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Justice News

Department of Justice
U.S. Attorney’s Office
District of Vermont

FOR IMMEDIATE RELEASE
Monday, September 29, 2014

Barre Woman To Serve 48 Months In Federal Prison For Distributing Crack Cocaine And Oxycodone Pills

The Office of the United States Attorney for the District of Vermont stated that on September 29, 2014, Heather Brown, 33, of Barre, Vermont, was sentenced to 48 months in federal prison for distributing hundreds of ounces of crack cocaine and tens of thousands of oxycodone pills and for continuing to deal drugs while under federal court supervision.  United States District Judge William K. Sessions III ordered Brown to serve a three-year term of supervised release after her prison term is completed.  Judge Sessions also ordered Brown to forfeit her drug proceeds, which include approximately $41,000 in cash seized from Brown and a handgun Brown used in furtherance of her drug distribution business.

According to court records, from 2011 until her first arrest on September 9, 2013, Brown sold thousands of oxycodone pills in the Barre area.  She obtained these pills from an out-of-state source.  Beginning about nine months prior to her 2013, arrest, Brown also sold hundreds of ounces of cocaine base, which she obtained from a separate out-of-state source.  When members of the Vermont Drug Task Force arrested Brown on September 9, 2013, they searched her person and her Barre residence.  In total, law enforcement seized approximately 800, 30 milligram oxycodone pills, over one ounce of cocaine base, commonly referred to as “crack” cocaine, over $41,000 in cash, and a .380 caliber handgun.  Brown subsequently admitted that she was a drug dealer and told police that she had obtained the handgun in exchange for crack.

Brown was charged in federal court and ordered released under court supervision pending the resolution of her case.  The Vermont Drug Task Force later learned that Brown continued to deal large quantities of oxycodone pills while under federal court supervision.  On January 14, 2014, the Vermont State Police stopped a vehicle traveling north on Interstate 91 which had Brown as a passenger.  Troopers found approximately 758 oxycodone pills on Brown’s person.  The male driver of the vehicle told police that Brown had promised him oxycodone pills in exchange for him driving Brown to Holyoke, Massachusetts to obtain a re-supply of oxycodone pills.  The man admitted that he had performed the same service for Brown approximately five times in the previous month-and-a-half.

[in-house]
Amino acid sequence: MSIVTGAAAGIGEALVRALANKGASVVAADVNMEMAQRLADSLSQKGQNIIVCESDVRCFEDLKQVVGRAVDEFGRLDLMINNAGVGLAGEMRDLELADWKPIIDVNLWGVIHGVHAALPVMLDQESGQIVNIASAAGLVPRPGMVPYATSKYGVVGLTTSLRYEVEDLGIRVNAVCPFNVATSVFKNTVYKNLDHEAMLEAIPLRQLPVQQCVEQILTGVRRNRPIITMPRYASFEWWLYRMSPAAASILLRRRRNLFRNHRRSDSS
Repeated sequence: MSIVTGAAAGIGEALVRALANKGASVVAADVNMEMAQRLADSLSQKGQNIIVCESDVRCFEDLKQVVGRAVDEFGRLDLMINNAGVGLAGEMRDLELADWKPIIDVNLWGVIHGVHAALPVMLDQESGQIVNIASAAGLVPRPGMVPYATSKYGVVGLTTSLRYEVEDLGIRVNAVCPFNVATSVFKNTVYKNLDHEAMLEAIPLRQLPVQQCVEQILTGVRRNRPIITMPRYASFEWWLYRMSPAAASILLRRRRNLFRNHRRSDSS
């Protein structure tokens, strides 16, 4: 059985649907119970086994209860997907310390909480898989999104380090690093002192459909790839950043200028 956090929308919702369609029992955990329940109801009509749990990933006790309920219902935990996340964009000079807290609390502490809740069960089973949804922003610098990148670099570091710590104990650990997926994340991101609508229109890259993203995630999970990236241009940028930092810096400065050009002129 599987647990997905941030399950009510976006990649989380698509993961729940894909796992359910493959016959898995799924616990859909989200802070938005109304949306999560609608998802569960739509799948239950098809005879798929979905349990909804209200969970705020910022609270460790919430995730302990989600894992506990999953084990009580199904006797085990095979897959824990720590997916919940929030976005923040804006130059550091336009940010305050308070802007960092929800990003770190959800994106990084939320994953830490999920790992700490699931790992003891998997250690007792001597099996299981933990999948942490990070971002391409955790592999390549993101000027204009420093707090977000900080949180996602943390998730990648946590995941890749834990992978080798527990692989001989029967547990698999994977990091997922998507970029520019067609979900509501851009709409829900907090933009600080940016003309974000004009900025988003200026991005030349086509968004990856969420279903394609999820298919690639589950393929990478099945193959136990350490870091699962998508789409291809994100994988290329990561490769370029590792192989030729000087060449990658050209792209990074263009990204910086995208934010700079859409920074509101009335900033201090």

After her January 14, 2014 arrest, Brown was detained pending resolution of her case.  On March 12, 2014, she pled guilty to one count of conspiring to distribute oxycodone, one count of conspiring to distribute cocaine base, and one count of committing an offense while on federal conditions of release. 

For the oxycodone and cocaine base conspiracy convictions, Brown faced a maximum of 20 years in prison on each of the two counts.  For committing a criminal offense while on federal pretrial release, which is a separate crime, Brown faced a maximum prison sentence of ten years.  Under the U.S. Sentencing Guidelines, which are advisory, Brown’s recommended term of imprisonment was 151-188 months.   Pursuant to a written plea agreement, Brown agreed she was responsible for selling at least 20,000, 30 milligram oxycodone pills, for selling at least 328 grams of cocaine base, and for possessing a firearm while dealing drugs. 

At sentencing, the United States asked the court to sentence Brown to 82 months in prison.  The government argued that the quantity of drugs Brown dealt, that she was armed, and that continued to deal drugs on a large scale while under federal court supervision, all constituted significant aggravating factors.  The government also acknowledged a number of mitigating factors, including Brown’s relationship with her minor children, her lack of a lengthy criminal record, and her mental health issues.

Instead, Judge Sessions imposed a 48-month sentence.  In explaining his decision Judge Sessions cited, among other factors, Brown’s history of depression and alcoholism, as well as her difficult childhood.  Judge Sessions also emphasized the importance of Brown maintaining a relationship with her children.

United States Attorney Tristram J. Coffin commended the hard work of the Vermont State Police, the Vermont Drug Task Force, the Montpelier Police Department, and the Barre City Police Department.  The prosecutor is Assistant United States Attorney Timothy C. Doherty, Jr.  Brown is represented by Burlington defense attorney Mark Kaplan.

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Updated June 22, 2015